Hamid is VP Engineering at GenapSys, joining back in 2012. Hamid has had a successful career developing a wide range of products, from RFICs to adaptive equalizers for optical communication and Mixed-Signal Memory interface products. Prior to joining GenapSys, Hamid was Senior Director of Engineering at Inphi, who acquired his team and product from Scintera Networks. Hamid also cofounded and served as VP of Engineering of Tavanza which was later acquired by Celeritek in 2002 and subsequently by Anadigics in 2003.
Hamid holds a PhD in Electrical Engineering from Stanford University, and an MS in Biomedical Engineering from Case Western Reserve University. He earned his BS in Electrical Engineering from Sharif University of Technology.
Hamid is an avid skier and tries to get to the mountains with his family whenever the snow is calling! When he is not skiing or working with his team, he enjoys spending time with his wife and two children.
Dr. Bozinov is VP of Informatics at GenapSys. Daniel is a highly innovative leader with vast professional experience in healthcare industry, biotech startups, academia, and the US federal government. As a proven expert in design, project management, and development of high-throughput analytic pipelines, Dr. Bozinov is also a clinically trained physician with primary focus on Human Genetics and additional experience in Infectious Disease and Oncology.
Prior to GenapSys, Daniel served as technical CEO of Genimbi, Inc., a startup with focus on genomic analysis in Immuno-Oncology. The company successfully secured angel funding, leading to a proof of concept and subsequent acquisition of its core technology and IP. At Bionano Genomics, he acted as the Senior Director of Bioinformatics and Research Computing. His accomplishments included providing a breakthrough analytical process that was instrumental in a company wide pivot and award of $23.3 million in Series B funding. During his tenure at the National Institutes of Health (NIH), Dr. Bozinov worked on novel sequencing analysis methods within the Research Technology Branch of the NIAID. At Seralogix, his contributions were supported by DoD grants and federal contracts. Dr. Bozinov spent one year as a research fellow at the Institute of Biosciences and Technology in Houston, TX.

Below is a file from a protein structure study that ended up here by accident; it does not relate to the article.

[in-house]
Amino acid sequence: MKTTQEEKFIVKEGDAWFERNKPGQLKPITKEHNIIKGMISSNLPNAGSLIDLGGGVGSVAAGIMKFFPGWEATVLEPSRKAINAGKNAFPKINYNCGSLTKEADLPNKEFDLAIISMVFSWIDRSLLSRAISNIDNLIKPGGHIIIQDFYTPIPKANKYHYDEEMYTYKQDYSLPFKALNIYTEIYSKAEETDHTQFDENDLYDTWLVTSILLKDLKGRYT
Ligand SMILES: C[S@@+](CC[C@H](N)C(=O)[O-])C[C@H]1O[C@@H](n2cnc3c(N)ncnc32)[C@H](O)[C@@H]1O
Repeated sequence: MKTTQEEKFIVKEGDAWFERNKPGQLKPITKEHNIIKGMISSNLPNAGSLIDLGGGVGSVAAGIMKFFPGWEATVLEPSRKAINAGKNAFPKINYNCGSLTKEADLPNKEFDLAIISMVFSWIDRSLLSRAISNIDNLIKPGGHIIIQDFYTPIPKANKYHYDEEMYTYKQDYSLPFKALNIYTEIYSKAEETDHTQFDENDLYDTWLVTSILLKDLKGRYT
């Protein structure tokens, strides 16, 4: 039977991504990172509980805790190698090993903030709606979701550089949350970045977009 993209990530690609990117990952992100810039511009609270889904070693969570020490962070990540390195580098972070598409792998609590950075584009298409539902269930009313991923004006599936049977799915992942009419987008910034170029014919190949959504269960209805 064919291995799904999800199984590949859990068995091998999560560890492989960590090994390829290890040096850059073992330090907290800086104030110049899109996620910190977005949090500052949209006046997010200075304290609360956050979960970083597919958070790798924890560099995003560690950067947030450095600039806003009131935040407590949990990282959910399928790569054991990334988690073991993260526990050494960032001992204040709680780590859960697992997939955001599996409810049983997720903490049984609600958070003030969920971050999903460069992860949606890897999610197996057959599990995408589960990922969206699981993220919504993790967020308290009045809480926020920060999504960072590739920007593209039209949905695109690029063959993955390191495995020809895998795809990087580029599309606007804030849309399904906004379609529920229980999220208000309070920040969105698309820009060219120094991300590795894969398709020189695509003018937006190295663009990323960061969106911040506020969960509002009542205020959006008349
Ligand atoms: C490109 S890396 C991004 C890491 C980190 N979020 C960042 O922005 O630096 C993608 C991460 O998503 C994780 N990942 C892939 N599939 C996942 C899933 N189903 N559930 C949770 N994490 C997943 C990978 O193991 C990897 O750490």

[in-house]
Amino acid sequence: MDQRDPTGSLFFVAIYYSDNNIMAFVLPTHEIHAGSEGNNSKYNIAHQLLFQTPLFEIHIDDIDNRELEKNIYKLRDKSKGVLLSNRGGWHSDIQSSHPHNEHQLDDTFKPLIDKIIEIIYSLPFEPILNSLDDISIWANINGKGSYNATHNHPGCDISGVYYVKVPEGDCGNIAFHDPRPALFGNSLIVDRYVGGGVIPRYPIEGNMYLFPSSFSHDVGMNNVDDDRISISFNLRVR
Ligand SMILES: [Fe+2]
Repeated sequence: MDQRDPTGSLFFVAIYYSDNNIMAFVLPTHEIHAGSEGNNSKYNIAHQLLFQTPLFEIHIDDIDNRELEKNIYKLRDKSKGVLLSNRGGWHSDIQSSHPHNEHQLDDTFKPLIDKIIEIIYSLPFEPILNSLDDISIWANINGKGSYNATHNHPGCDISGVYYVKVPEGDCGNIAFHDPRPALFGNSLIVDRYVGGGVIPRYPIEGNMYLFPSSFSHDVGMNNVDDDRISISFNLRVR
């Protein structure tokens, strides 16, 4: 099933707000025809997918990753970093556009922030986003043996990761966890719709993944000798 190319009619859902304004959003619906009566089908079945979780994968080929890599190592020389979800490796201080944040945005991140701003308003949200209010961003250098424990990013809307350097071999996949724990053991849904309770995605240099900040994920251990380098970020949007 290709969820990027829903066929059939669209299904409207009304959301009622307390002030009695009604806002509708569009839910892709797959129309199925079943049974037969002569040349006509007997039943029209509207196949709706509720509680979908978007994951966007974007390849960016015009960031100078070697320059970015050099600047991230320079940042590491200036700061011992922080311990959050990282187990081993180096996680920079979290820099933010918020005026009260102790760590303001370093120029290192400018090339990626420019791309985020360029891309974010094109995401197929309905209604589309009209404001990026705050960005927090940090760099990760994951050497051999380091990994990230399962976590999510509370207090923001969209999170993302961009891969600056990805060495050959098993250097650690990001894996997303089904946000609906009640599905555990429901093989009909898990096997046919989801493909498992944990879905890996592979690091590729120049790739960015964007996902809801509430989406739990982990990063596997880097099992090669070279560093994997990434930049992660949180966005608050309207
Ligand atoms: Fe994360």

Daniel holds an MD degree from the University of Essen, Germany and completed an MS program in Computer Science with emphasis on parallel computing and machine learning. Outside of work he enjoys building mobile robots and traveling to Europe.
Xavier is the Director of Sequencing at GenapSys. Xavier comes with fourteen years of product development experience at 454LifeSciences, where he started as a pioneering member of the team that led to successful launch of the ground breaking 1st next generation sequencing technology – the GS20 Sequencer. When 454 was acquired by Roche, Xavier went on to become Director of Sequencing, leading the development efforts to successfully launch numerous 454-based NGS instruments such as GS FLX, GS FLX+, and GS Junior sequencing systems.
Xavier holds a PhD in Biochemistry from the University of Iowa and an MS in Biochemistry from University of Mumbai.
Xavier enjoys reading, cooking, and walking the dog.
Aldrich is the Director of Chemistry at GenapSys. He joined GenapSys with over thirty years of experience in industrial R&D. Prior to joining GenapSys, Aldrich was a Senior Fellow at New Venture Strategies (Menlo Park, CA), focusing on surface chemistry to develop microarrays on plastic substrates for molecular diagnostic applications. Prior to that, Aldrich was a Fellow at Applied Biosystems/Life Technologies (Thermo Fisher) focusing on polymer chemistry and surface modifications in general to support DNA sequencing products. He was the inventor/co-inventor of multiple commercialized products, including thermally crosslinked fluoropolymer dielectrics FLARE™, EZBead™ emulsion PCR, BigDye XTerminator® for the purification of PCR products, and POP-7™ polymer for DNA sequencing by capillary electrophoresis. Before joining Applied Biosystems, Aldrich was a Principal Scientist at Raychem Corp (Menlo Park, CA).